A regular column on poetry and motherhood
Part Three: Robert Hass, Significant Father
I have always admired Robert Hass for the women in his poems. They are more beautiful for their midlife repose and lined faces and undimmed by frank humanness, even while clipping their nails. Now I find myself recalling every instance of his children in his poems. There aren't many. Hass doesn't write poems about fatherhood in the way that, say, Rachel Zucker or Sylvia Plath or Muriel Rukeyser (in the remarkable "Nine Poems for the Unborn Child") write about motherhood. In fact he doesn't write about fatherhood. Children are one of the many weights in his poems tying language and ideas to earth, landscape, home. Yet those lines come back to me again and again when I'm with the baby.
The opening of "On the Coast Near Sausalito," the first poem in his first book, Field Guide, makes me laugh:
I won't say much for the sea
except that it was, almost,
the color of sour milk.
Almost the color of sour milk? I'd always liked that image but never quite got it. It turns out Hass wrote the poem as a graduate student at the University of Buffalo, when his kids were babies. I didn't put it all together until one morning at 6 a.m. recently as I was dumping out a bottle of milk. Suddenly I understood it—the color of that sky! But also Hass inventing the metaphor as he emptied a bottle into a sink somewhere in Buffalo, where my mother, coincidentally, was rinsing out my own bottles at roughly the same time.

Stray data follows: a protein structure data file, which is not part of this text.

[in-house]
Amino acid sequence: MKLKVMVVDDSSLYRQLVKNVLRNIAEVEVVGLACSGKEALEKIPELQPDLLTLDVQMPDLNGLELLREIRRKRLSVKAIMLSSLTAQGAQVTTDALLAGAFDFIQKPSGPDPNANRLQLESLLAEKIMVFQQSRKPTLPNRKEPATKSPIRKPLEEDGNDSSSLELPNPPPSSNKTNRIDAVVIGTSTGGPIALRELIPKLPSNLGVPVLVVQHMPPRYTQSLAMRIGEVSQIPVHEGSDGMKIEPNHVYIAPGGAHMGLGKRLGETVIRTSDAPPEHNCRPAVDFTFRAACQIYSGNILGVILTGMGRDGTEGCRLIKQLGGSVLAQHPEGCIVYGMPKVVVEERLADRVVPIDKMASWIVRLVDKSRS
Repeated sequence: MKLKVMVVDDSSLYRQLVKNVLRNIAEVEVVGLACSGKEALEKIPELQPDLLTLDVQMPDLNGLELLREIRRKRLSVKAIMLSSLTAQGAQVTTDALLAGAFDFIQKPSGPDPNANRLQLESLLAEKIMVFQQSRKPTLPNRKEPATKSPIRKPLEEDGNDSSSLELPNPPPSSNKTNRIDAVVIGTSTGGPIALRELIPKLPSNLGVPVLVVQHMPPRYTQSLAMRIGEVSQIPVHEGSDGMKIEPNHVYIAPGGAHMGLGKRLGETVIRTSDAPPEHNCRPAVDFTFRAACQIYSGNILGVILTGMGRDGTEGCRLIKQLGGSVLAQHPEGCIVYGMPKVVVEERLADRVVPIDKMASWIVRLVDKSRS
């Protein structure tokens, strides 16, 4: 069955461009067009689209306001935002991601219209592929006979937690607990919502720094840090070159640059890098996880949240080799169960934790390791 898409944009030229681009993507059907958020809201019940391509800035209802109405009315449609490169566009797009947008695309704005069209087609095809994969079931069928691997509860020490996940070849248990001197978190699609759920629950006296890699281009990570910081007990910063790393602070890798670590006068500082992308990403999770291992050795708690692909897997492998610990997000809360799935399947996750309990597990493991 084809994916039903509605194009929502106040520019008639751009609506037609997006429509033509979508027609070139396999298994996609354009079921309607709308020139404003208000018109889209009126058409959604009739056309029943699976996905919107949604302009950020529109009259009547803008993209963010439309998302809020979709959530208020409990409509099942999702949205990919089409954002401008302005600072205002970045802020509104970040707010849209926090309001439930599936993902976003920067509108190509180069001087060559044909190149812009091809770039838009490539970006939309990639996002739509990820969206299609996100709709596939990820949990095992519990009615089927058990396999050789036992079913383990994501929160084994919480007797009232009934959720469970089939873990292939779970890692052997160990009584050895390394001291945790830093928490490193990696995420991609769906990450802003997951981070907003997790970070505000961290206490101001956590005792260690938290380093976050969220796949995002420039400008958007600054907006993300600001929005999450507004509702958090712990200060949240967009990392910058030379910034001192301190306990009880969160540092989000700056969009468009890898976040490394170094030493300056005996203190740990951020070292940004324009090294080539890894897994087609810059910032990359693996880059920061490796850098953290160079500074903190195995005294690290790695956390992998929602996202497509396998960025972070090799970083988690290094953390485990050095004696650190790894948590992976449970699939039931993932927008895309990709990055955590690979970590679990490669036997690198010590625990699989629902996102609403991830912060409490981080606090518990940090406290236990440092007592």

In "Songs to Survive the Summer" (from Praise):
...the gray-eyed child
who said to my child: "Let's play
in my yard. It's O.K.,
my mother's dead.
This bit of overheard conversation feels exactly right to me. It's neither sweet nor grave, despite the subject matter. It captures the seriousness of children at play (people often think children laugh when they play; that's mostly not the case). There's also the idea of permission, the strongest force in a child's life. And the sweet/sad release that comes after a parent dies, when it's neither possible nor necessary anymore to ask "is it O.K. if...?" I remember when I felt that freedom for the first time, some months after my mother died. Hass makes me see that that understanding is not exclusively the province of adults.
In "Late Spring," from Human Wishes:
...and after dark in the first cool hours, your children sleep so heavily in their beds exhausted from play, it is a pleasure to watch them.
This is a long, dreamy prose poem about a time of year and a neighborhood. I first read it in my late 20s, when I had no thought yet of children. I had a sense-memory of how heavy my own limbs were after I'd played all day with my cousins. Now, when I carry my son upstairs at the end of the day, I can feel the labor of his play. And it turns out that the largest part of being a parent is just watching.
There's an excellent exchange between a mother and a teenage daughter in "Tahoe in August." You'll have to look that one up yourself. (The mother in the poem is probably Sharon Olds, with whom Hass teaches during the summer at Squaw Valley.)